Make your own free website on Tripod.com

Lillig History

    

 

John Martin LILLIG was born in Bavaria, Germany in 1838.  The information was that he was born in Munich.  We do not have any information about the ship he was on with his mother or where his port of arrival was in America.  They spent one year in an unknown place and settled in Dubuque, Iowa by 1852.  John was 14 years old.  He and his wife, AMELIA LIZETTE (or Lizetta)  SIEGRIST, would be considered "pioneers" of Dubuque by the time they were older. He was very active in civic affairs and closely resembled Ulysses S. Grant but he rather resented being mistaken for Grant as John considered him a "reprobate".  

There are bits and pieces about my LILLIG family and about this surname alone, there is not much.  John Martin LILLIG came to America (1851 ?) with his mother who MAY have had the forename of MARGARE(T)TA or MARGARETHA.  We do know she married into the HOERNER family and had 4 other children:  JOHANNA, GEORGE, LIZETTE, and CHARLES (or CARL ?).  Great grandfather John was the mainstay for the Hoerner family and was revered as more than a half brother.  This HOERNER MAY have been GEORGE.  I am still searching for this part of the family. 


On October 4, 1866 at the German Presbyterian Church, John married, Amelia.  This wedding was witnessed by an ANNA D. LILLIG.  This person could have been either and Aunt, a sister, or a sister-in-law as there were other LILLIGs in Iowa at the time. 


"Marriage License" for John Martin Lillig and Amelia Lizette SIEGRIST

 

 John was an Alderman in Dubuque, Iowa for 4 terms. His biography is in the book:  THE HISTORY OF DUBUQUE COUNTY, IOWA pages 838-839.  (http://members.tripod.com/~Doreen_3) It reads as follows:

"JOHN M. LILLIG, foreman of Ingraham, Kennedy and Day's lumber yard; was born in Bavaria, Germany, October 15, 1838; he came to the United States in 1851 and came to Iowa and settled in Dubuque in 1852; he grew up and learned the trade of carpenter and joiner and worked at that business; he has held his present position of foreman for the past twelve year; he was elected City Alderman and has held that position for the past four years; he belongs to Harmony Lodge, I.O.O.F. and to the Encampnet and also to the A.O.U.W.  He married Miss Amelia L. Sieggirst [sic], a native of Switzerland; they have six children-Martha, John, Fred, George, Ada, Alexander."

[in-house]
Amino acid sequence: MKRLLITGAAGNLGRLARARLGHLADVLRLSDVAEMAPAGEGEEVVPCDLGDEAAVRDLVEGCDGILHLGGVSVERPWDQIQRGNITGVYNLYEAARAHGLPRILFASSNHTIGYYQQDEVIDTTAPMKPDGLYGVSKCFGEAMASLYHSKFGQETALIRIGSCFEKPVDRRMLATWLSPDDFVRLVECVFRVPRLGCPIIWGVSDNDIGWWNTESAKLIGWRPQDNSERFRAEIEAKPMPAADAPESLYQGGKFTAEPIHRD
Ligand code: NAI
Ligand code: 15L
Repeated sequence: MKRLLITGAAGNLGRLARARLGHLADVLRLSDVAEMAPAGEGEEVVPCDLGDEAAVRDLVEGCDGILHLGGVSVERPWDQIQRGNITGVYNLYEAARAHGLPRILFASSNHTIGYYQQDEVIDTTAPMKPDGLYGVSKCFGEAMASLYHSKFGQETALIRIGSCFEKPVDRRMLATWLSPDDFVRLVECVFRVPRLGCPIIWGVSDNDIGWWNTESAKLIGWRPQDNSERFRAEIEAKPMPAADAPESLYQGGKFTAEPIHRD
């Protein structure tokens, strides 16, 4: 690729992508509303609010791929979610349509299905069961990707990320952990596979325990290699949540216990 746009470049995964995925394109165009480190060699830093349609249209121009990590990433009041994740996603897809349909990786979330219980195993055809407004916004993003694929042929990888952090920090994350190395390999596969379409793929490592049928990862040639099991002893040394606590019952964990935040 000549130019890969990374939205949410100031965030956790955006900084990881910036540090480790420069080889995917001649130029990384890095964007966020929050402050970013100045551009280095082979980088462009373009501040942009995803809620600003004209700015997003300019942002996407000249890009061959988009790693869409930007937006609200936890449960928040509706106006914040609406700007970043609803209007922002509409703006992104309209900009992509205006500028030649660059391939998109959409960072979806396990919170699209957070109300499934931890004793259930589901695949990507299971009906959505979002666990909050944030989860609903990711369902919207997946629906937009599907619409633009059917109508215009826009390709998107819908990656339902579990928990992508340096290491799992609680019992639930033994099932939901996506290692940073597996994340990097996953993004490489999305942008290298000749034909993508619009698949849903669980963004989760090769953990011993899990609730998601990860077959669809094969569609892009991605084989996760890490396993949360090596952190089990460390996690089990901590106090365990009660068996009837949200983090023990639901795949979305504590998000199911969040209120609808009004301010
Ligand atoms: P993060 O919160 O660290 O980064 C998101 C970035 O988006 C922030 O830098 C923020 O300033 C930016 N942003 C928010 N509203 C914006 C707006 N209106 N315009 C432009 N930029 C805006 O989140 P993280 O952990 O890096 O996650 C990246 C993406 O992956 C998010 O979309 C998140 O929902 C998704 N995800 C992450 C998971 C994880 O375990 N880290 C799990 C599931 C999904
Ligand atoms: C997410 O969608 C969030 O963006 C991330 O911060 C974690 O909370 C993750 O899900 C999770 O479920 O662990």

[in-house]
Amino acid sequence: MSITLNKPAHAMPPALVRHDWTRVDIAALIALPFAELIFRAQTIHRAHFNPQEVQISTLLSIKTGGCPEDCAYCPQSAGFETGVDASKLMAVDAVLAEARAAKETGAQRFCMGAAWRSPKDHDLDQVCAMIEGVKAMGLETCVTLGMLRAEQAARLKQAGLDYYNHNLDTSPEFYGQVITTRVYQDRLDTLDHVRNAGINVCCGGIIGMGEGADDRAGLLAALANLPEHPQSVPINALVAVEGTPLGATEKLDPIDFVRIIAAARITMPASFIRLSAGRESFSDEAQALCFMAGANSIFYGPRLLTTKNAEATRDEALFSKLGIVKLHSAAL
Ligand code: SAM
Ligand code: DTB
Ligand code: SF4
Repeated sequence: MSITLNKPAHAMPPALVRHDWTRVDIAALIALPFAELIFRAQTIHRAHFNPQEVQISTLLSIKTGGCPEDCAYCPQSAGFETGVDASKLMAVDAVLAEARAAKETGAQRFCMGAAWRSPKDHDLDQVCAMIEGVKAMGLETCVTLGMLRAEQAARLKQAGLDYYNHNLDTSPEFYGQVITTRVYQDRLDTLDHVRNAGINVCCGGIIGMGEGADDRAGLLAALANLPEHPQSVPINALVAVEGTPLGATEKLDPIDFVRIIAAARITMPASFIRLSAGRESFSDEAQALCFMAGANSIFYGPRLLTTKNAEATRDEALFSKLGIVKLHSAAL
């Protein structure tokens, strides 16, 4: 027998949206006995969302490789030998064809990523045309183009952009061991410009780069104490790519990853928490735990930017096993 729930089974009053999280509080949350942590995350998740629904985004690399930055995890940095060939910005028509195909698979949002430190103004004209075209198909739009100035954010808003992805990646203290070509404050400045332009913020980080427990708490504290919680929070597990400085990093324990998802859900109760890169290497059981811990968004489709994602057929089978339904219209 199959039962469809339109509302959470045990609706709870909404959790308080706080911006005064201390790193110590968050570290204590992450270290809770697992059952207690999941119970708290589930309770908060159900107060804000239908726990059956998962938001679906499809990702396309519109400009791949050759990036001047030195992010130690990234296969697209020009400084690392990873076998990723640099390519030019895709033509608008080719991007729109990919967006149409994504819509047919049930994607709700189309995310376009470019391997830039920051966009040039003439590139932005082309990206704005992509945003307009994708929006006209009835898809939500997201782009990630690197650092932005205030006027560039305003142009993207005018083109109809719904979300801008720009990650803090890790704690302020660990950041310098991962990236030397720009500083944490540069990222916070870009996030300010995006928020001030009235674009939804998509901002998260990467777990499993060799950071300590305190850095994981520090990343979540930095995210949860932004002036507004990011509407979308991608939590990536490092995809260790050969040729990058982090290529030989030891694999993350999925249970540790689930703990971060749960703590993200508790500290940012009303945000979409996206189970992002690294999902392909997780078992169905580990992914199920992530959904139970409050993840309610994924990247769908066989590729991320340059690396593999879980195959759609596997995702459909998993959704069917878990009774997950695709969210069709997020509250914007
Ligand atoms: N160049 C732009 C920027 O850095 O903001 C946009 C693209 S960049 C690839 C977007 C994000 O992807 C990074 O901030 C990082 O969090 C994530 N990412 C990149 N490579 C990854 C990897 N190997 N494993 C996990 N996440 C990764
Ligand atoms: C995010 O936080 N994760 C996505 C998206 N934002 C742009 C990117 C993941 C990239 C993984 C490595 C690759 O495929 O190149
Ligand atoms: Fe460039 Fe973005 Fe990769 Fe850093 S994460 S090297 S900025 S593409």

Amelia Lizette (or Lizetta) Siegrist was born in Eglisau, Switzerland and came to the U.S. at age eleven to join her father.  Her name was changed from A. Elizabeth SIGRIST to what she was known as in America.  There has been given no reason as to why this change occurred just that it did.  She is from the very famous, renown SIGRIST family of Rafz, Switzerland.  Her parents, DAVID SIGRIST and ANNA LANG, certainly "had to get married".  The information from actual birth records state she was born on 11 September 1842 but her parents, as written in actual records, married in February of 1842.  Do the math.  She was NOT born in November as had been "understood" in the family long ago.

Amelia's father, David, was a "saddle maker", "harness maker", and a man who worked with leather.  He was very good at his trade and at one time, he and Amelia (I am certain) lived on Dubuque's Center Street where he had a shop.  She learned the "seamstress" trade from him and was well known for her work. As an adult, she was closely involved with the Third Presbyterian Church and numerous patriotic and social clubs and lodges.  In fact, she was a charter member of many such organizations in Dubuque.  She often road in "white-haired" splendor in an open car in almost all the parades in Dubuque. She enjoyed relating tales of Switzerland and loved in particular Edelweiss.  She produced quantities of crocheting, knitting and quilts and had an intense pride and taste for grandeur.  There was always a table cloth and napkins rings ready for family or friends.  She dressed mostly in pastels or pale grays to offset her white hair.

In the 1880 census, John, Amelia and the children lived at 141 Lake Street in Dubuque.  They then lived on Garfield across the street from the lumber yard in which John worked.    

The 3 other children of John and Amelia, Emil, Alberta, and Nellie died in infancy. Those that lived had very interesting lives actually.  Martha, their oldest, married LEWIS BARKER in 1887.  He was the son of Lewis Barker and Caroline SQUIRES and was born in Chicago.  Lewis invented the RAILROAD MAIL-CRANE in 1911 and was a locomotive engineer.